Multiple studies have compared the incidence of reinfection and primary infection during a specific time period to evaluate the level and duration of protection provided by initial infection with SARS-CoV-2. Table 2 summarizes data from seven observational cohort studies from six countries, each with >10,000 participants, assessing the risk of reinfection over time. Five studies used RT-PCR positivity to define initial infection. In these studies, primary RT-PCR-confirmed SARS-CoV-2 infection decreased risk of subsequent infection by 80–93% for at least 6–9 months [54-58]. Studies specifically assessing persons seropositive with anti-N and anti-S antibodies following infection [16, 45] found slightly higher protective effects (89–93%). Most studies had a mean or median follow-up period of approximately 7 months; the longest reported follow-up was 12 months post-infection [58]. Three studies included sub-analysis to assess if the protection waned over time; none of these found a decline in protection within the follow-up period [54, 55, 57].

It is important to note that all of these studies were observational and all but two were retrospective. Low availability of testing early in the pandemic may have biased these studies toward populations that were more likely to have had symptomatic or medically attended primary infection. Most were unable to control for any potential differences in test- or healthcare-seeking behaviors between previously infected and naïve persons, though a large proportion of the reinfections reported across the studies were asymptomatic infections (Table 2).  In one of the prospective cohort studies, over 25,000 healthcare workers were tested using RT-PCR testing every 2 weeks, allowing a more comprehensive ascertainment of reinfections. This study found that a history of previous RT-PCR-confirmed infection provided 93% protection against a subsequent symptomatic infection, 52% protection against asymptomatic infection, and 84% protection against overall infection with SARS-CoV-2 [54].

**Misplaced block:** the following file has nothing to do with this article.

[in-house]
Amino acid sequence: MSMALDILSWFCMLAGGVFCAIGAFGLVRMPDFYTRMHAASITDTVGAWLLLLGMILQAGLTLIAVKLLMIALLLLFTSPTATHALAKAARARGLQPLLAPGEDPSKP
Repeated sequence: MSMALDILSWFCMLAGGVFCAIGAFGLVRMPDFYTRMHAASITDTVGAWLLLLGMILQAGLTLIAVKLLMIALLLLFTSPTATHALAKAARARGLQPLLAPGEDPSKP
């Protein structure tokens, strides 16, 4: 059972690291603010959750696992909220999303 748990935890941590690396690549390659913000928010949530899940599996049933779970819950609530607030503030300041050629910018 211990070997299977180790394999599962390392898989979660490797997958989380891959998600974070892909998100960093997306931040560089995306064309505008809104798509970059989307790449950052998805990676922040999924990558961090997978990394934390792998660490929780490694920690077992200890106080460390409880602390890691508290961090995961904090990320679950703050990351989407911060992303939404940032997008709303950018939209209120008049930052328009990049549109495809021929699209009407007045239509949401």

Many of these studies were completed just as vaccination was being rolled out in their respective countries, which makes it challenging to follow up and determine when immunity after infection wanes and what markers best predict this waning. Based on the trajectory of antibody decline, researchers have predicted that the immune response following infection would continue to provide at least 50% protection against reinfection for 1–2 years following initial infection with SARS-CoV-2 or vaccination [13, 46].  This would be similar to what is observed with seasonal coronaviruses [59]. Further epidemiologic analyses are needed to confirm these hypotheses.